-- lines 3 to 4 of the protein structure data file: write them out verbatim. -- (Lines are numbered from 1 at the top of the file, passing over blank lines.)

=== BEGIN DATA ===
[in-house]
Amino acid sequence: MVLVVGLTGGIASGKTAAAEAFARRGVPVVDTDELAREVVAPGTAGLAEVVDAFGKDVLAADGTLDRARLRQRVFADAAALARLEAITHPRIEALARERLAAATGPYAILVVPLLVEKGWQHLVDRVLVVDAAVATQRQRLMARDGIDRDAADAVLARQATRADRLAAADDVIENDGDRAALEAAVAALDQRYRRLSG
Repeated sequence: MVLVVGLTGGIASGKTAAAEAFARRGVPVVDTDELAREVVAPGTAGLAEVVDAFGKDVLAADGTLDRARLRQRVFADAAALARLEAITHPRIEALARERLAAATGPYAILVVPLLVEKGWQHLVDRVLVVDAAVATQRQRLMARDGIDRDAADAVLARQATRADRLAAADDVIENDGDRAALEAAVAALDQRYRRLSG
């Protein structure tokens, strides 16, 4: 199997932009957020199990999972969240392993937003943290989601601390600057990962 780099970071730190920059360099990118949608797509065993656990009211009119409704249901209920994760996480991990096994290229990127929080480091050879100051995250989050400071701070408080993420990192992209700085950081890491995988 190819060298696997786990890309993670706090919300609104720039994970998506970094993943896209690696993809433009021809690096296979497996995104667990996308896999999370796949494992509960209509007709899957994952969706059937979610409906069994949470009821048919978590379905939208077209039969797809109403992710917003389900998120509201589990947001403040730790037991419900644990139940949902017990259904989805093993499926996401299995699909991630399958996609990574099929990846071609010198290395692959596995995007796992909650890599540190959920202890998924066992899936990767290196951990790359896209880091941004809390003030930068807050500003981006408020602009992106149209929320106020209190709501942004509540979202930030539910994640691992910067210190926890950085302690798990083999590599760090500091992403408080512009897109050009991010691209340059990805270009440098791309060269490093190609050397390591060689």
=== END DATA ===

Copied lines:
Repeated sequence: MVLVVGLTGGIASGKTAAAEAFARRGVPVVDTDELAREVVAPGTAGLAEVVDAFGKDVLAADGTLDRARLRQRVFADAAALARLEAITHPRIEALARERLAAATGPYAILVVPLLVEKGWQHLVDRVLVVDAAVATQRQRLMARDGIDRDAADAVLARQATRADRLAAADDVIENDGDRAALEAAVAALDQRYRRLSG
């Protein structure tokens, strides 16, 4: 199997932009957020199990999972969240392993937003943290989601601390600057990962 780099970071730190920059360099990118949608797509065993656990009211009119409704249901209920994760996480991990096994290229990127929080480091050879100051995250989050400071701070408080993420990192992209700085950081890491995988 190819060298696997786990890309993670706090919300609104720039994970998506970094993943896209690696993809433009021809690096296979497996995104667990996308896999999370796949494992509960209509007709899957994952969706059937979610409906069994949470009821048919978590379905939208077209039969797809109403992710917003389900998120509201589990947001403040730790037991419900644990139940949902017990259904989805093993499926996401299995699909991630399958996609990574099929990846071609010198290395692959596995995007796992909650890599540190959920202890998924066992899936990767290196951990790359896209880091941004809390003030930068807050500003981006408020602009992106149209929320106020209190709501942004509540979202930030539910994640691992910067210190926890950085302690798990083999590599760090500091992403408080512009897109050009991010691209340059990805270009440098791309060269490093190609050397390591060689």